Properties of hydrophobically modified polyacrylamide with low molecular weight and interaction with surfactant in aqueous solution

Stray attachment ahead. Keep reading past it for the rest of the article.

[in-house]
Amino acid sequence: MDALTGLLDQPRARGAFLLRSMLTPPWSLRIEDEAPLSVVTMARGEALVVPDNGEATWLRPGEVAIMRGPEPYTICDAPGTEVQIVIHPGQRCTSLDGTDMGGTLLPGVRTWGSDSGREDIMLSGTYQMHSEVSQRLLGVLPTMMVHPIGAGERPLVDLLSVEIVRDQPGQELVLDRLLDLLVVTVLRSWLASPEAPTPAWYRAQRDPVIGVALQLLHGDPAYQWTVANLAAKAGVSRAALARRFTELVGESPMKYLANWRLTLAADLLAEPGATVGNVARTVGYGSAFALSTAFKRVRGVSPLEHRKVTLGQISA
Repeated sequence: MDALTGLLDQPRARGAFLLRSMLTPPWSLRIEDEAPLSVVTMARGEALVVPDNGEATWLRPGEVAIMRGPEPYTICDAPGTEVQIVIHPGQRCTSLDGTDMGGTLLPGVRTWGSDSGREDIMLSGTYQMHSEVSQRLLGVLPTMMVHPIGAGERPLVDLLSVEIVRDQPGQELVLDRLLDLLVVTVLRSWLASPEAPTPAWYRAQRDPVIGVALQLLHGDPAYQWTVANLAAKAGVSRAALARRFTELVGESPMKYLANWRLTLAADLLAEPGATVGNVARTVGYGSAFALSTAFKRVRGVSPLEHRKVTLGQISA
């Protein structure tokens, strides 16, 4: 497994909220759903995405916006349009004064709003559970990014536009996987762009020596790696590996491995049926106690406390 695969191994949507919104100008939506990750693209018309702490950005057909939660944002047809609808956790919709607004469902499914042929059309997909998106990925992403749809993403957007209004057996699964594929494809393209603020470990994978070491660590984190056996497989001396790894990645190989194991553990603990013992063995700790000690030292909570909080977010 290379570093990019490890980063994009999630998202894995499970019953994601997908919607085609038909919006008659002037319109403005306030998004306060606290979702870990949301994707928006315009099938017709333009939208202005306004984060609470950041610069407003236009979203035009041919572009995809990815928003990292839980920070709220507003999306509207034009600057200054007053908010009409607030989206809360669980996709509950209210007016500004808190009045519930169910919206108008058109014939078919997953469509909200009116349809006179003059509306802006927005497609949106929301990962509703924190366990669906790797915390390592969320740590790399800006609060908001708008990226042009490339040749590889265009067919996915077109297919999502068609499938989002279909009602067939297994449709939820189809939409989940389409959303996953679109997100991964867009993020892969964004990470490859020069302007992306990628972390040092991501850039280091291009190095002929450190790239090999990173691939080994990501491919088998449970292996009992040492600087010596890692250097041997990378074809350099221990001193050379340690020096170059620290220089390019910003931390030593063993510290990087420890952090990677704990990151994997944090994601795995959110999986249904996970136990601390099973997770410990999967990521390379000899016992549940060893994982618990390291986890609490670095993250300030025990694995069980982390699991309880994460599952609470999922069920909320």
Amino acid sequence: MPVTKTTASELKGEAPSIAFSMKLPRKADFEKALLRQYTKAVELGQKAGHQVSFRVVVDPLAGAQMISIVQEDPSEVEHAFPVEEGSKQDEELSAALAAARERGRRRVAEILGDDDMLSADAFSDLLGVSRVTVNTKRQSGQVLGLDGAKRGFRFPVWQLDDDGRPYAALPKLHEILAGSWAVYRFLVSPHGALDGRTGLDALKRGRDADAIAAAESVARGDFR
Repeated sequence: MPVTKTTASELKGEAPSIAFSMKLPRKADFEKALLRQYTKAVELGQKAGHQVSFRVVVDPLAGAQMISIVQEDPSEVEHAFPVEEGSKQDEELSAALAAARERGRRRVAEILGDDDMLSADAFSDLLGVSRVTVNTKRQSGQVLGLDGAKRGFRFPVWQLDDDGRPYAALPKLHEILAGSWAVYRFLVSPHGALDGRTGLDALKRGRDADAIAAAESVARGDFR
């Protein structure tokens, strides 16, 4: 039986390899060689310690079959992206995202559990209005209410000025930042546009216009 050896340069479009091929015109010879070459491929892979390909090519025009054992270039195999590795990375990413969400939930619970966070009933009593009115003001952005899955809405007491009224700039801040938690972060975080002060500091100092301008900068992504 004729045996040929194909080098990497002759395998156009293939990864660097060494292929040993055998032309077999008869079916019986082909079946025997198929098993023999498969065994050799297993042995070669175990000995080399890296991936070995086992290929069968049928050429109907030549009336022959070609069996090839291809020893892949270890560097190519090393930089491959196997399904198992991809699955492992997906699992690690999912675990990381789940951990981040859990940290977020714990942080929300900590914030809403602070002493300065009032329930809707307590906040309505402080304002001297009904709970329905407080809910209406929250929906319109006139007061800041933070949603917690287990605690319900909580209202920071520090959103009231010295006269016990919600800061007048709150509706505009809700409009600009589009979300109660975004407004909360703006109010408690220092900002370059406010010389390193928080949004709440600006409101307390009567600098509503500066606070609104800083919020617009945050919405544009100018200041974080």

Hydrophobically modified polyacrylamide (HMPAM), with a molecular weight of 104 g/mol, was studied using a range of rheological methods and dynamic light scattering (DLS). DLS measurements indicate that the association of the modified polymer begins at low concentration. The modified polymer with high substitution forms transient networks below the critical concentration, but the networks are disrupted by the micelles formed by the polymer itself, and the networks do not contribute to viscosity enhancement. The modified polymers exhibited surface activity, and so they may be regarded as nonionic polymeric surfactants rather than thickeners. On the other hand, HMPAM is shown to interact with the surfactant SDS while PAM is inert to SDS. In the hydrophobic domains, it undergoes a surfactant-induced association process; in the hydrophobe-surfactant transition regions, the surfactant binds to the polymer in a noncooperative way and forms a polymer–surfactant complex. Contracted polymer chains begin to extend because of electrostatic repulsion, which can overcome the association at surfactant domains. The conformation of HMPAM polymer chains could be controlled by adding a specific amount of surfactant. © 2006 Wiley Periodicals, Inc. J Appl Polym Sci 100: 4348–4360, 2006